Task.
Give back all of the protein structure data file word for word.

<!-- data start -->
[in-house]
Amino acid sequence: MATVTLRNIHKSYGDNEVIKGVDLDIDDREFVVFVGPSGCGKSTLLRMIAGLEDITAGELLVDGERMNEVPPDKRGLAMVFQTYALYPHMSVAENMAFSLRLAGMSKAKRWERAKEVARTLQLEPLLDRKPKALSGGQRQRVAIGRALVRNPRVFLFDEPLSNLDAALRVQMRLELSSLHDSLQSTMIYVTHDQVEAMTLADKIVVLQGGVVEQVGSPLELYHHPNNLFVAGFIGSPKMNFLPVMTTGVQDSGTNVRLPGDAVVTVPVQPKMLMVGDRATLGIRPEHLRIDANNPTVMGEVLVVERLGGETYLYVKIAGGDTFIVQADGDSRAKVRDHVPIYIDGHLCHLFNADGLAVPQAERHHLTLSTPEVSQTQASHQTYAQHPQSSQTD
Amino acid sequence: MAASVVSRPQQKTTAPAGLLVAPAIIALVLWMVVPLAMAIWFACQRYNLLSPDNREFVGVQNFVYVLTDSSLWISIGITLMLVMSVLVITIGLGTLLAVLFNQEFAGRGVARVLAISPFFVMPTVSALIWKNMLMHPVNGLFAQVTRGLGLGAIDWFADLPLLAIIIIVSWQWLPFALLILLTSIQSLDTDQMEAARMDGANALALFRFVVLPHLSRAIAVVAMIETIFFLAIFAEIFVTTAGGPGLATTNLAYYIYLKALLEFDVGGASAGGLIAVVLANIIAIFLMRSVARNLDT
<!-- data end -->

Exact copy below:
[in-house]
Amino acid sequence: MATVTLRNIHKSYGDNEVIKGVDLDIDDREFVVFVGPSGCGKSTLLRMIAGLEDITAGELLVDGERMNEVPPDKRGLAMVFQTYALYPHMSVAENMAFSLRLAGMSKAKRWERAKEVARTLQLEPLLDRKPKALSGGQRQRVAIGRALVRNPRVFLFDEPLSNLDAALRVQMRLELSSLHDSLQSTMIYVTHDQVEAMTLADKIVVLQGGVVEQVGSPLELYHHPNNLFVAGFIGSPKMNFLPVMTTGVQDSGTNVRLPGDAVVTVPVQPKMLMVGDRATLGIRPEHLRIDANNPTVMGEVLVVERLGGETYLYVKIAGGDTFIVQADGDSRAKVRDHVPIYIDGHLCHLFNADGLAVPQAERHHLTLSTPEVSQTQASHQTYAQHPQSSQTD
Amino acid sequence: MAASVVSRPQQKTTAPAGLLVAPAIIALVLWMVVPLAMAIWFACQRYNLLSPDNREFVGVQNFVYVLTDSSLWISIGITLMLVMSVLVITIGLGTLLAVLFNQEFAGRGVARVLAISPFFVMPTVSALIWKNMLMHPVNGLFAQVTRGLGLGAIDWFADLPLLAIIIIVSWQWLPFALLILLTSIQSLDTDQMEAARMDGANALALFRFVVLPHLSRAIAVVAMIETIFFLAIFAEIFVTTAGGPGLATTNLAYYIYLKALLEFDVGGASAGGLIAVVLANIIAIFLMRSVARNLDT